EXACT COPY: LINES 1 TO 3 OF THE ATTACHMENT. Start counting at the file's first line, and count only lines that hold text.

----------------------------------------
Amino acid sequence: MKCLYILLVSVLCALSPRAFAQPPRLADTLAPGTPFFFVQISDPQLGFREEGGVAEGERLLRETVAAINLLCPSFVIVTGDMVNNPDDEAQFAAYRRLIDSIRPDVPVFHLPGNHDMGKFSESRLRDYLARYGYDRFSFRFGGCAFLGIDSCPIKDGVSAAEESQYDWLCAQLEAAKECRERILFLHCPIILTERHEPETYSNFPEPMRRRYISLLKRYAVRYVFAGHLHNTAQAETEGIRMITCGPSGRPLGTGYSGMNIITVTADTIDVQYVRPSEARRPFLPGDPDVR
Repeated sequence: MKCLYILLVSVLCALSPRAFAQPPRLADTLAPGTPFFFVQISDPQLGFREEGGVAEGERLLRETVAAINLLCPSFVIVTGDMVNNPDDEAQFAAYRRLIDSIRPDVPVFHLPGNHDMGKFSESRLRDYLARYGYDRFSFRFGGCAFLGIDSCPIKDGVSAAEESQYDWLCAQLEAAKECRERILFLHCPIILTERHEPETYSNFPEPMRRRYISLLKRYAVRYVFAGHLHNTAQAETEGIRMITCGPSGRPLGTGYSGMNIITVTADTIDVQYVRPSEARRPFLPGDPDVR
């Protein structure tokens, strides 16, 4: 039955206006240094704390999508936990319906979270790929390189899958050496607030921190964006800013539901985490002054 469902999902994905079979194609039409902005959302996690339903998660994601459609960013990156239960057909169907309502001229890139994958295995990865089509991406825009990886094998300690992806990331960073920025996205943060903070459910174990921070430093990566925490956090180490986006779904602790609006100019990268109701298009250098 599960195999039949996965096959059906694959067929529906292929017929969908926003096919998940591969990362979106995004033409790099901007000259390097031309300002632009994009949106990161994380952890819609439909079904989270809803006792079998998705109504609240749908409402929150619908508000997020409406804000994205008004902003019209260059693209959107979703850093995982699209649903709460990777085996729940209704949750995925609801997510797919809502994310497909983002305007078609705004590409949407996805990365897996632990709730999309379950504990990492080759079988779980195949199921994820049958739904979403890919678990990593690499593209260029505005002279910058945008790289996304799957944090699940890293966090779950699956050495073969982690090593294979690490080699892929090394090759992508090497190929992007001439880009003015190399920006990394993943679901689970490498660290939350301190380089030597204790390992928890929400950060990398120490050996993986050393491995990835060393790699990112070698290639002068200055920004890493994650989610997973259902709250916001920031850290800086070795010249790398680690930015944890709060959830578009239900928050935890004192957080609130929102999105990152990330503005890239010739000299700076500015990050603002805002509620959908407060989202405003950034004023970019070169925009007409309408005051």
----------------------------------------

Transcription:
Amino acid sequence: MKCLYILLVSVLCALSPRAFAQPPRLADTLAPGTPFFFVQISDPQLGFREEGGVAEGERLLRETVAAINLLCPSFVIVTGDMVNNPDDEAQFAAYRRLIDSIRPDVPVFHLPGNHDMGKFSESRLRDYLARYGYDRFSFRFGGCAFLGIDSCPIKDGVSAAEESQYDWLCAQLEAAKECRERILFLHCPIILTERHEPETYSNFPEPMRRRYISLLKRYAVRYVFAGHLHNTAQAETEGIRMITCGPSGRPLGTGYSGMNIITVTADTIDVQYVRPSEARRPFLPGDPDVR
Repeated sequence: MKCLYILLVSVLCALSPRAFAQPPRLADTLAPGTPFFFVQISDPQLGFREEGGVAEGERLLRETVAAINLLCPSFVIVTGDMVNNPDDEAQFAAYRRLIDSIRPDVPVFHLPGNHDMGKFSESRLRDYLARYGYDRFSFRFGGCAFLGIDSCPIKDGVSAAEESQYDWLCAQLEAAKECRERILFLHCPIILTERHEPETYSNFPEPMRRRYISLLKRYAVRYVFAGHLHNTAQAETEGIRMITCGPSGRPLGTGYSGMNIITVTADTIDVQYVRPSEARRPFLPGDPDVR
């Protein structure tokens, strides 16, 4: 039955206006240094704390999508936990319906979270790929390189899958050496607030921190964006800013539901985490002054 469902999902994905079979194609039409902005959302996690339903998660994601459609960013990156239960057909169907309502001229890139994958295995990865089509991406825009990886094998300690992806990331960073920025996205943060903070459910174990921070430093990566925490956090180490986006779904602790609006100019990268109701298009250098 599960195999039949996965096959059906694959067929529906292929017929969908926003096919998940591969990362979106995004033409790099901007000259390097031309300002632009994009949106990161994380952890819609439909079904989270809803006792079998998705109504609240749908409402929150619908508000997020409406804000994205008004902003019209260059693209959107979703850093995982699209649903709460990777085996729940209704949750995925609801997510797919809502994310497909983002305007078609705004590409949407996805990365897996632990709730999309379950504990990492080759079988779980195949199921994820049958739904979403890919678990990593690499593209260029505005002279910058945008790289996304799957944090699940890293966090779950699956050495073969982690090593294979690490080699892929090394090759992508090497190929992007001439880009003015190399920006990394993943679901689970490498660290939350301190380089030597204790390992928890929400950060990398120490050996993986050393491995990835060393790699990112070698290639002068200055920004890493994650989610997973259902709250916001920031850290800086070795010249790398680690930015944890709060959830578009239900928050935890004192957080609130929102999105990152990330503005890239010739000299700076500015990050603002805002509620959908407060989202405003950034004023970019070169925009007409309408005051």